Sequencing of plant nuclear genomes reveals the widespread presence of integrated viral sequences known as endogenous pararetroviruses (EPRVs). Banana is one of the three plant species known to harbor infectious EPRVs. Musa balbisiana carries integrated copies of Banana streak virus (BSV), which are infectious by releasing virions in interspecific hybrids. Here, we analyze the organization of the EPRV of BSV Goldfinger (BSGfV) present in the wild diploid M. balbisiana cv. Pisang Klutuk Wulung (PKW) revealed by the study of Musa bacterial artificial chromosome resources and interspecific genetic cross. cv. PKW contains two similar EPRVs of BSGfV. Genotyping of these integrants and studies of their segregation pattern show an allelic insertion. Despite the fact that integrated BSGfV has undergone extensive rearrangement, both EPRVs contain the full-length viral genome. The high degree of sequence conservation between the integrated and episomal form of the virus indicates a recent integration event; however, only one allele is infectious. Analysis of BSGfV EPRV segregation among an F1 population from an interspecific genetic cross revealed that these EPRV sequences correspond to two alleles originating from a single integration event. We describe here for the first time the full genomic and genetic organization of the two EPRVs of BSGfV present in cv. PKW in response to the challenge facing both scientists and breeders to identify and generate genetic resources free from BSV. We discuss the consequences of this unique host-pathogen interaction in terms of genetic and genomic plant defenses versus strategies of infectious BSGfV EPRVs.
Plants have followed a reticulate type of evolution and taxa have frequently merged via allopolyploidization. A polyploid structure of sequenced genomes has often been proposed, but the chromosomes belonging to putative component genomes are difficult to identify. The 19 grapevine chromosomes are evolutionary stable structures: their homologous triplets have strongly conserved gene order, interrupted by rare translocations. The aim of this study is to examine how the grapevine nucleotide-binding site (NBS)-encoding resistance (NBS-R) genes have evolved in the genomic context and to understand mechanisms for the genome evolution. We show that, in grapevine, i) helitrons have significantly contributed to transposition of NBS-R genes, and ii) NBS-R gene cluster similarity indicates the existence of two groups of chromosomes (named as Va and Vc) that may have evolved independently. Chromosome triplets consist of two Va and one Vc chromosomes, as expected from the tetraploid and diploid conditions of the two component genomes. The hexaploid state could have been derived from either allopolyploidy or the separation of the Va and Vc component genomes in the same nucleus before fusion, as known for Rosaceae species. Time estimation indicates that grapevine component genomes may have fused about 60 mya, having had at least 40–60 mya to evolve independently. Chromosome number variation in the Vitaceae and related families, and the gap between the time of eudicot radiation and the age of Vitaceae fossils, are accounted for by our hypothesis.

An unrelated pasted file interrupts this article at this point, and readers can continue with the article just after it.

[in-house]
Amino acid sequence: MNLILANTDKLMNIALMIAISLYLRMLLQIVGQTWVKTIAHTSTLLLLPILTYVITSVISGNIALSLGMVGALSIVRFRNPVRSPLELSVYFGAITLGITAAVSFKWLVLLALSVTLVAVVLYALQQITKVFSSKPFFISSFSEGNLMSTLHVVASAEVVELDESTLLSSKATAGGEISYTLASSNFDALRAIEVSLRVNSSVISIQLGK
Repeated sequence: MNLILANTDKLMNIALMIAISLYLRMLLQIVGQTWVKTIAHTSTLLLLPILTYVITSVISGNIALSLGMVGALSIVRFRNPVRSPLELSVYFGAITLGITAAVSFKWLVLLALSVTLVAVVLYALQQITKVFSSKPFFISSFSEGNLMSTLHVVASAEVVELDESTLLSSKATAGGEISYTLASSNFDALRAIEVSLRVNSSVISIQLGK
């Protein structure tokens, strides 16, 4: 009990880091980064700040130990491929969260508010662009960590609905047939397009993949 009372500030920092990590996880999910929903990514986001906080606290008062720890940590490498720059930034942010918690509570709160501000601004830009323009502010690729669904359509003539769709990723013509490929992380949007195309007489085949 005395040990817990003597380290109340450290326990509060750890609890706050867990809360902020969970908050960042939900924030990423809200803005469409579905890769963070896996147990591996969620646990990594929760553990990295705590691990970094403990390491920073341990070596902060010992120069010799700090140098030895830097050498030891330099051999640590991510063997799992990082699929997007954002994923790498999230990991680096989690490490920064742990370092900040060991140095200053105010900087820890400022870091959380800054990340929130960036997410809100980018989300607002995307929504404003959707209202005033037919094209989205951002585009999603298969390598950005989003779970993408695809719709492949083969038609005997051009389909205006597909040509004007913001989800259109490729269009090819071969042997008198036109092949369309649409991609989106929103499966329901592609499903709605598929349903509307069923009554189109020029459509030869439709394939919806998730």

Hepadnaviruses are DNA viruses but, as pararetroviruses, their morphogenesis initiates with the encapsidation of an RNA pregenome, and these viruses have therefore evolved mechanisms to exclude nucleocapsids that contain incompletely matured genomes from participating in budding and secretion. We provide here evidence that binding of hepadnavirus core particles from the cytosol to their target membranes is a distinct step in morphogenesis, discriminating among different populations of intracellular capsids. Using the duck hepatitis B virus (DHBV) and a flotation assay, we found about half of the intracellular capsids to be membrane associated due to an intrinsic membrane-binding affinity. In contrast to free cytosolic capsids, this subpopulation contained largely mature, double-stranded DNA genomes and lacked core protein hyperphosphorylation, both features characteristic for secreted virions. Against expectation, however, the selective membrane attachment observed did not require the presence of the large DHBV envelope protein, which has been considered to be crucial for nucleocapsid-membrane interaction. Furthermore, removal of surface-exposed phosphate residues from nonfloating capsids by itself did not suffice to confer membrane affinity and, finally, hyperphosphorylation was absent from nonenveloped nucleocapsids that were released from DHBV-transfected cells. Collectively, these observations argue for a model in which nucleocapsid maturation, involving the viral genome, capsid structure, and capsid dephosphorylation, leads to the exposure of a membrane-binding signal as a step crucial for selecting the matured nucleocapsid to be incorporated into the capsid-independent budding of virus particles.